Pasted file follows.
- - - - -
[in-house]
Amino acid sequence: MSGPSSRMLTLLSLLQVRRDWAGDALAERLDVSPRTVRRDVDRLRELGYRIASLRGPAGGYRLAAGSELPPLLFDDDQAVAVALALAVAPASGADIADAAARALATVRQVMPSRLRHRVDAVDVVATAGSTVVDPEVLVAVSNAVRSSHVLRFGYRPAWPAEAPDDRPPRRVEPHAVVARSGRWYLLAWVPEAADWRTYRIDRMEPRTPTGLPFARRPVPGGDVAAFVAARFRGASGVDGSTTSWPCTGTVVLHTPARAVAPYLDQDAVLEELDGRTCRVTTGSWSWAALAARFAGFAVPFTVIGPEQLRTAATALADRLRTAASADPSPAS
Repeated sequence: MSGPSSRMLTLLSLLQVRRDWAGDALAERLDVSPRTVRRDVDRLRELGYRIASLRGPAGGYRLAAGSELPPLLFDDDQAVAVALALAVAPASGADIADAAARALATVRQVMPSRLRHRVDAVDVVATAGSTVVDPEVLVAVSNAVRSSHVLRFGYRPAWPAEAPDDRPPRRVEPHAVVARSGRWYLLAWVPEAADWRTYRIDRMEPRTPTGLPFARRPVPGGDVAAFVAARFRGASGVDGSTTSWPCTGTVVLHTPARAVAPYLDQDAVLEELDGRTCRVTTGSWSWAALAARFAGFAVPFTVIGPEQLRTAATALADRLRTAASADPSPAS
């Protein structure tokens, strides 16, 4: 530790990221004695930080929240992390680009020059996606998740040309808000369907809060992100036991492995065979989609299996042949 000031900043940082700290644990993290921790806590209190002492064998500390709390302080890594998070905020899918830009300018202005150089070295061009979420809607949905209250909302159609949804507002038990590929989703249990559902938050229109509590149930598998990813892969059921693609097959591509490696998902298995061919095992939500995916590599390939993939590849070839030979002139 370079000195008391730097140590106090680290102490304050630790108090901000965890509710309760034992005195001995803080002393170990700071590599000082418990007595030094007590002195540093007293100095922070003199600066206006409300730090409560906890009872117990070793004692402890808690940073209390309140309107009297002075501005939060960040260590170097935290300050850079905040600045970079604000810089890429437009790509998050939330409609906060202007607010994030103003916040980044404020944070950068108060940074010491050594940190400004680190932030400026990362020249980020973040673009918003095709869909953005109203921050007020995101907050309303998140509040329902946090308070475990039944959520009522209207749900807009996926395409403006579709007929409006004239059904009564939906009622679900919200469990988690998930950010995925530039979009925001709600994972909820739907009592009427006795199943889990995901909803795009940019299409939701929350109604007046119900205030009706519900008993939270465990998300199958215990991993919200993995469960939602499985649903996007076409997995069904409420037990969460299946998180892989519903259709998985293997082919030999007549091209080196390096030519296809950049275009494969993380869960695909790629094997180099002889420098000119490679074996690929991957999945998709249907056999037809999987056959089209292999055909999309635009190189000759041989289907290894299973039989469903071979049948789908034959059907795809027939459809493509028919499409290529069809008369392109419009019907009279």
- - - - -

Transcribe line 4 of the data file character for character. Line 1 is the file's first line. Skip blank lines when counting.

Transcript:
């Protein structure tokens, strides 16, 4: 530790990221004695930080929240992390680009020059996606998740040309808000369907809060992100036991492995065979989609299996042949 000031900043940082700290644990993290921790806590209190002492064998500390709390302080890594998070905020899918830009300018202005150089070295061009979420809607949905209250909302159609949804507002038990590929989703249990559902938050229109509590149930598998990813892969059921693609097959591509490696998902298995061919095992939500995916590599390939993939590849070839030979002139 370079000195008391730097140590106090680290102490304050630790108090901000965890509710309760034992005195001995803080002393170990700071590599000082418990007595030094007590002195540093007293100095922070003199600066206006409300730090409560906890009872117990070793004692402890808690940073209390309140309107009297002075501005939060960040260590170097935290300050850079905040600045970079604000810089890429437009790509998050939330409609906060202007607010994030103003916040980044404020944070950068108060940074010491050594940190400004680190932030400026990362020249980020973040673009918003095709869909953005109203921050007020995101907050309303998140509040329902946090308070475990039944959520009522209207749900807009996926395409403006579709007929409006004239059904009564939906009622679900919200469990988690998930950010995925530039979009925001709600994972909820739907009592009427006795199943889990995901909803795009940019299409939701929350109604007046119900205030009706519900008993939270465990998300199958215990991993919200993995469960939602499985649903996007076409997995069904409420037990969460299946998180892989519903259709998985293997082919030999007549091209080196390096030519296809950049275009494969993380869960695909790629094997180099002889420098000119490679074996690929991957999945998709249907056999037809999987056959089209292999055909999309635009190189000759041989289907290894299973039989469903071979049948789908034959059907795809027939459809493509028919499409290529069809008369392109419009019907009279």